Last night we watched our 11-year-old grandson Dylan compete with his team in the Southeast United States Regional Archery Competition. Just after his non-scoring warm-up round, he came back, said something to his dad. Our son's reminder, "Remember just focus." My reply, "That's the secret to everything just focus." Is it over simplistic to say focus is the secret to everything?
When light passes through a window, hits a blank sheet of paper, at the end of the day is there any noticeable change in the appearance of this paper and another hidden in a drawer? Wait a month. Compare the paper exposed to light and the one protected in a drawer. What a difference! Now, hold a magnifying glass, position it exactly right, so the light is focused into one penetrating beam. In only moments, we see a brown spot on the paper. If we keep the light sharply focused, in only a few seconds we will see smoke. There is no more energy, power, potency in the light coming through the window than before. The magnifying glass focuses the diffused energy to a laser beam.
When most people's feet hit the floor in the morning, they have many scattered thoughts about the day ahead. They show up at work, with scattered thoughts, unsure about what to do first, where to focus their efforts. They get off from work, "What should I do with my evening? Diffused energy!" All this changes with focus. With focus, when you get out of bed, you know your primary purpose for the day. When you arrive at work, you know the most important thing you need to do. When you get home from work, you know the most important thing you want to accomplish. You are focused.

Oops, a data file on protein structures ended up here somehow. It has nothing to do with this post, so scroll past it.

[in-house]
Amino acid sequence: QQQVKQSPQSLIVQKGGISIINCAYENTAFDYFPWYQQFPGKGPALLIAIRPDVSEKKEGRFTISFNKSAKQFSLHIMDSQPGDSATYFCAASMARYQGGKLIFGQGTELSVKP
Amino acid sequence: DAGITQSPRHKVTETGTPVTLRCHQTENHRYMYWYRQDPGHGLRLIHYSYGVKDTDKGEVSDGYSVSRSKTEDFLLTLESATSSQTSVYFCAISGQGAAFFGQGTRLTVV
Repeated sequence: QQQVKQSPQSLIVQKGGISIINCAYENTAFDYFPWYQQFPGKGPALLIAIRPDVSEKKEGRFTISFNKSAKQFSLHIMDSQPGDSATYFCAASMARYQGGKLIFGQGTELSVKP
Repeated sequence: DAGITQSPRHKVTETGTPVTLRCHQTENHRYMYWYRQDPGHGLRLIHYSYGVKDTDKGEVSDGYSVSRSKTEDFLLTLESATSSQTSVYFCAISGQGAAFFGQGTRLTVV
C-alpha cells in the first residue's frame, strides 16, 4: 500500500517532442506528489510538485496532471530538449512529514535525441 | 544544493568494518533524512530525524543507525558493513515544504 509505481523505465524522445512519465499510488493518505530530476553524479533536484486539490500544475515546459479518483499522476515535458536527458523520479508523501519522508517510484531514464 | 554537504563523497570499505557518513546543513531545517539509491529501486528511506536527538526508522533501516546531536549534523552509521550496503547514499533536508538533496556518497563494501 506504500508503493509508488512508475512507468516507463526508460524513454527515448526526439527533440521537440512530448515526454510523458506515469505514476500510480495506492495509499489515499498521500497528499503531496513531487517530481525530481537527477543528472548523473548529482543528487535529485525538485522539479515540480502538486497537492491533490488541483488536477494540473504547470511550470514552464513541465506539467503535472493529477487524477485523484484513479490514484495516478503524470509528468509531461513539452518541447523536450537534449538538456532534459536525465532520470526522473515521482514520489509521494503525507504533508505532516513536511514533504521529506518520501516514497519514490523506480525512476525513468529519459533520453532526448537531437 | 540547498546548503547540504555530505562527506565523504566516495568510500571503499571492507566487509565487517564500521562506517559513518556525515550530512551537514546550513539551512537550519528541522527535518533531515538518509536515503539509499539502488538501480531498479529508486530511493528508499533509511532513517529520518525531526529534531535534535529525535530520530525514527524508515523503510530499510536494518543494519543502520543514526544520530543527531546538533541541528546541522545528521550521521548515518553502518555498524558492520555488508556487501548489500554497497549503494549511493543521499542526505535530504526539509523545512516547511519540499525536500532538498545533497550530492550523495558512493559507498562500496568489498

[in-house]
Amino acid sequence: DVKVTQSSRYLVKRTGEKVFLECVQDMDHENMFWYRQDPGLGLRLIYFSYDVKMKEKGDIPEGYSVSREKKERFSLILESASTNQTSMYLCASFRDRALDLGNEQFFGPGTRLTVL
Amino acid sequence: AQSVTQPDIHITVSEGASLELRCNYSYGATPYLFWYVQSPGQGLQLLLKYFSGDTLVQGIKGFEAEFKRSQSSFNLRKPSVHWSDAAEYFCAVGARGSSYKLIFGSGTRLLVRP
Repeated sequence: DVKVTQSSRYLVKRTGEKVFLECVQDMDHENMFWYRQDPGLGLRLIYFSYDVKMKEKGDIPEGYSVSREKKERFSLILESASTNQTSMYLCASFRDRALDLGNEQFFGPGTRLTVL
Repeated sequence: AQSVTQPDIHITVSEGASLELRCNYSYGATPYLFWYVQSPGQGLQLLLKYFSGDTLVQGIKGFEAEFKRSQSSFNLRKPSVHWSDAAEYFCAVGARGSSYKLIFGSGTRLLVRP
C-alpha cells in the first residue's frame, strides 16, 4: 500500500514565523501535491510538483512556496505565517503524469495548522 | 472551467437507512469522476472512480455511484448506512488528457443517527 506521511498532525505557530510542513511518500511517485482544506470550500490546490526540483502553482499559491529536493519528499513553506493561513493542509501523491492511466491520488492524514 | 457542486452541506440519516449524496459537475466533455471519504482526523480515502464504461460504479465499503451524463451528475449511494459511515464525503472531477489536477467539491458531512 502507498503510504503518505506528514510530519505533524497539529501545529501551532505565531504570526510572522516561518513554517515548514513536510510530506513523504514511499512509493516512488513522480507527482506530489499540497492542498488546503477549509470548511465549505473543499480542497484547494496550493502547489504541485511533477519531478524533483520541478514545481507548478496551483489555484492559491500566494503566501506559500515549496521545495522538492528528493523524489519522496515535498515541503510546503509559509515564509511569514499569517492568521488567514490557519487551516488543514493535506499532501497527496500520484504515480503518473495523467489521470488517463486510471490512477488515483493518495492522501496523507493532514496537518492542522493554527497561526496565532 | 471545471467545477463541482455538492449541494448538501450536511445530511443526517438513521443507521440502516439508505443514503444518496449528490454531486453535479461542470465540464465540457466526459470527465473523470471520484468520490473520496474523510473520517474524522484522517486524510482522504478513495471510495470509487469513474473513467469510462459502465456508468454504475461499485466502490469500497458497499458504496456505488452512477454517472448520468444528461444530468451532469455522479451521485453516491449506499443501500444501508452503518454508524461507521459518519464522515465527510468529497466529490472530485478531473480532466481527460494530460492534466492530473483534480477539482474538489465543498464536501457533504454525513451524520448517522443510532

Many years ago, at the urging of Earl Nightingale, I began getting out of bed about 20 minutes before I needed to start my day. I took a yellow ruled pad, wrote at the top my goal for the year. Then I began to brainstorm everything I could do to help me a chieve my goal! After I made my list, I prioritized the top three. That sharpened my focus, served as my magnifying glass.
Now, I urge you as Earl Nightingale urged me: "Begin your day," by writing down the main thing you want to achieve. Brainstorm everything you could possibly do. Your list should include at least 12 ideas for achieving your goal. Now, prioritize your top three.
The benefit you will gain from this focus is concentrated energy and powerful impact. You will accomplish many times more than ever before.
—Larry W. Dennis, Sr. President Turbo Leadership Systems